Housing starts are also anticipated to move in the same upward trajectory, Crowe said, with single-family housing production increasing from 434,000 units last year to 503,000 this year and a more solid 660,000 in 2013.

On the multifamily side, starts posted a healthy 55 percent increase in 2011 over 2010.

“A lot of newly formed households have become renters, so we need more rental units,” Crowe said. “We don’t expect to see the same rate of increase moving forward, but we should continue to see a healthy recovery.”

NAHB is anticipating that multifamily starts will rise from 177,000 units last year to 216,000 in 2012 and 235,000 in 2013.

With many households choosing to stay in place and remodel their homes rather than move, residential remodeling is expected to rise 12 percent this year and another 7.9 percent in 2013.

U.S. Economic Outlook
Delving into the economic forces that housing will be contending with in the next two years, Chris Varvares, senior managing director and co-founder of Macroeconomic Advisers, LLC, projected growth in the gross domestic product of 2.6 percent this year and about 3.3 percent in 2013.

Citing a number of risks to this outlook, Varvares said the “eurozone is the 800 pound gorilla in the room,” and if Spain or Italy face a financial default, the effects could spill over into the U.S.

Soaring oil prices and the standoff with Iran over its nuclear stance could also unnerve financial and commodity markets.

In the U.S., he said that the payroll tax holiday, emergency unemployment benefits, and the Bush-era tax cuts are all due to expire at the end of the year. So if Congress does not act, he said we could be “hitting a fiscal cliff.”

On the plus side, he said that increasing household formations, rising real incomes, steadily upward payroll growth and a bullish stock market will contribute to the current economic expansion.

Turning to the housing front, Varvares said, “we believe we have hit the trough in home prices” and expects prices to be flat this year and to rise 1.5 percent in 2013.

He anticipates 514,000 single-family starts in 2012 and 751,000 next year. Multifamily housing production should hit 221,000 this year and 238,000 in 2013.

“Our long-term analysis suggests that given the demographics, we need to build roughly 1.6 million units a year over the next decade to meet demographic demand for housing,” said Varvares. “Obviously, we are now well below that. We do believe we will see a fairly nice run in 2013 and beyond as we need to build those units.”

Conditions Vary by State
Looking at various state statistics behind the national numbers, Robert Denk, NAHB’s assistant vice president for forecasting and analysis, noted a range of conditions across the country and differences among the states in the amount of distress suffered during the recession and the headway that is being made in recovering.

Housing nationwide bottomed out at an average 27 percent of normal production, which he defines as the residential building that occurred in 2000 to 2003, before the housing boom.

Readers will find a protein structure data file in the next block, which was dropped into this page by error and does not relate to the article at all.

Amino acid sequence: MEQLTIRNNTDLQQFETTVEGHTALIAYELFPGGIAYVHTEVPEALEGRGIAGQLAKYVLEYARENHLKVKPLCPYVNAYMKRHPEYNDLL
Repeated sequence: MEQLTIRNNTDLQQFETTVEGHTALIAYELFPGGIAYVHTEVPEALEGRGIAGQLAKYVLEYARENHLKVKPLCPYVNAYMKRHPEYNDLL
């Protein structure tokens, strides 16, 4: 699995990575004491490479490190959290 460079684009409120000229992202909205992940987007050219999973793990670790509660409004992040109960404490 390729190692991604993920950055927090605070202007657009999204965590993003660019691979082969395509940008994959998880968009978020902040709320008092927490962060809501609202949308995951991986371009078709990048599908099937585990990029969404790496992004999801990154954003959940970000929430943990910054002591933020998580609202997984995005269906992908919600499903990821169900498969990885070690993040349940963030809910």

The hardest hit states—such as California, Florida, Nevada and Arizona—bottomed out at between 10 percent and 15 percent of normal production, while better states, in sharp contrast, declined to 50 percent of normal production.

Denk said that housing prices are drifting back to near-normal in many states. The number of states where house prices now exceed their historic trend are continuing to recede, joining the states where prices are in the normal range.

Some states however, such as Arizona and Nevada, have seen an overcorrection of boom prices and will take longer to get back to normal.

Nationally, he said prices have dropped back to normal. “What we are seeing is stabilization of house prices across the country, back to nearly their historical averages,” he said.

Most states saw their foreclosure rates jump from an average of 0.5 percent during the period before the boom to a peak of nearly 1.5 percent in the third quarter of 2009, but there were those—such as California, Arizona, Florida and Nevada—where foreclosures increased by a factor of four, five or six times normal.

Nationally, foreclosure rates have dropped back down to an average of 1 percent, and while they remain a problem in most markets, they are at crisis proportions in only a few, Denk said. He added that Texas and Florida have roughly the same number of mortgages, but Florida has four times as many foreclosures.

The protracted housing recovery now underway will bring housing starts to 40 percent of normal production by the fourth quarter of this year and 55 percent of normal by the end of 2013.

Getting back to normal considerably faster will be oil states Texas and Oklahoma; coal and natural-gas producing Wyoming and Montana; and Iowa, supported by agricultural commodities.

Published with permission from RISMedia.